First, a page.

Since at the time of taking cognizance the Court has to exercise its judicial discretion it necessarily follows that if in a given    case - as the present one - the complainant, as the    person aggrieved raises objections to the acceptance of a police report which recommends discharge of the accused and seeks to satisfy the Court that    a case     for taking cognizance was    made out, but     the Court overrules such objections, it    is just and desirable that    the reasons therefor be recorded.     Necessity to    give reasons which disclose proper     appreciation of the issues before the Court needs no emphasis. Reasons introduce clarity    and minimise changes     of arbitrariness. That necessarily     means    that recording of reasons will not be necessary when the Court accepts such police report without any demur from     the complainant. As     the order of the learned Magistrate in the instant case does not contain any reason whatsoever, even though it was passed after hearing the objections of the complainant it    has got to be set aside and we do hereby set it aside. Consequent thereupon, two course are left open to us; to    direct the learned Magistrate    to hear     the parties afresh on the question     of acceptance    of the police report and pass a reasoned order or to decide for ourselves whether it is a fit case for taking cognizance under Section 190 (1) (b) Cr.P.C. Keeping in     view the fact     that the case is pending for the last seven years only on the threshold question we do not wish to take the former course as that would only delay the matter further. Instead thereof we have carefully looked into the     police     report and     its accompaniments keeping in view the following observations of this Court in H.S. Bains vs.    State AIR 1980 SC 1883, with which we respectfully agree:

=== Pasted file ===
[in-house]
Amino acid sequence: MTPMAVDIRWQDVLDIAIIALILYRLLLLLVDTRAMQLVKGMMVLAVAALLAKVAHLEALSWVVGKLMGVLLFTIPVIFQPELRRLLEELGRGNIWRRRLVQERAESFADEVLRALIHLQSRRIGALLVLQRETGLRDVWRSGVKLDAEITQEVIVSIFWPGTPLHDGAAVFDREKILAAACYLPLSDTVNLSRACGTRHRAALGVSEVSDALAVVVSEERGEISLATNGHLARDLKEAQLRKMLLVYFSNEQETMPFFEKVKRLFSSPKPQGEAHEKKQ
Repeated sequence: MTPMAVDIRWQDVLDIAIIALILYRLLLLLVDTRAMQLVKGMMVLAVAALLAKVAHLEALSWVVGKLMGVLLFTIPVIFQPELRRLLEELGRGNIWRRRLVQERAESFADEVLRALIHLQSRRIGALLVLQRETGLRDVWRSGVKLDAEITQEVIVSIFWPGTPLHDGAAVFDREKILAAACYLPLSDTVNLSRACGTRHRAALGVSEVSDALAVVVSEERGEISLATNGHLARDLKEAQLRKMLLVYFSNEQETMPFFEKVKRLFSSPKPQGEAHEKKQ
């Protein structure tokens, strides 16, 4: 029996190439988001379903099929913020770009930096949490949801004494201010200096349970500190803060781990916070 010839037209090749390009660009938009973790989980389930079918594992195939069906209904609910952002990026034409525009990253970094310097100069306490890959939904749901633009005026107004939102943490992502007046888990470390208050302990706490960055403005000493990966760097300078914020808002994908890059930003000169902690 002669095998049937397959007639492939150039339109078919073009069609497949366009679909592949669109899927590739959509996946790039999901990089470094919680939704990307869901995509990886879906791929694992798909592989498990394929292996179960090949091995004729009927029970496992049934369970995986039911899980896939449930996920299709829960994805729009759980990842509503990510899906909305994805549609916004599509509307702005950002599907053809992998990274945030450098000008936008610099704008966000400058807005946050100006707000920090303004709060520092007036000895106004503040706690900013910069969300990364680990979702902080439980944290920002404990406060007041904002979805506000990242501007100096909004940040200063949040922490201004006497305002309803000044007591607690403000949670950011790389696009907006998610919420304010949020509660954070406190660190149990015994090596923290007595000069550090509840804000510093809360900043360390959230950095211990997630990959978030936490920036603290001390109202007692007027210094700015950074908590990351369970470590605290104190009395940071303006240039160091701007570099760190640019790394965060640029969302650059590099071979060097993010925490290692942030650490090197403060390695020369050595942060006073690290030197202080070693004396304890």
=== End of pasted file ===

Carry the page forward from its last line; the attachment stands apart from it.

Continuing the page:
"The Magistrate is not bound by the conclusions arrived at by the police even as    he is     not bound by the

conclusions arrived at by     the

complainant in a complaint. If a complainant states the relevant facts in his complaint and alleges that the accused is     guilty of an offence    under

Section 307 Indian Penal Code the Magistrate     is not bound by     the conclusion of the complainant. He may think that the facts disclose an offence under S. 324, I.P.C. only and he may take cognizance of an offence    under

Section 324 instead of    Section     307.

Similarly if a police report mentions that half    a dozen     persons examined by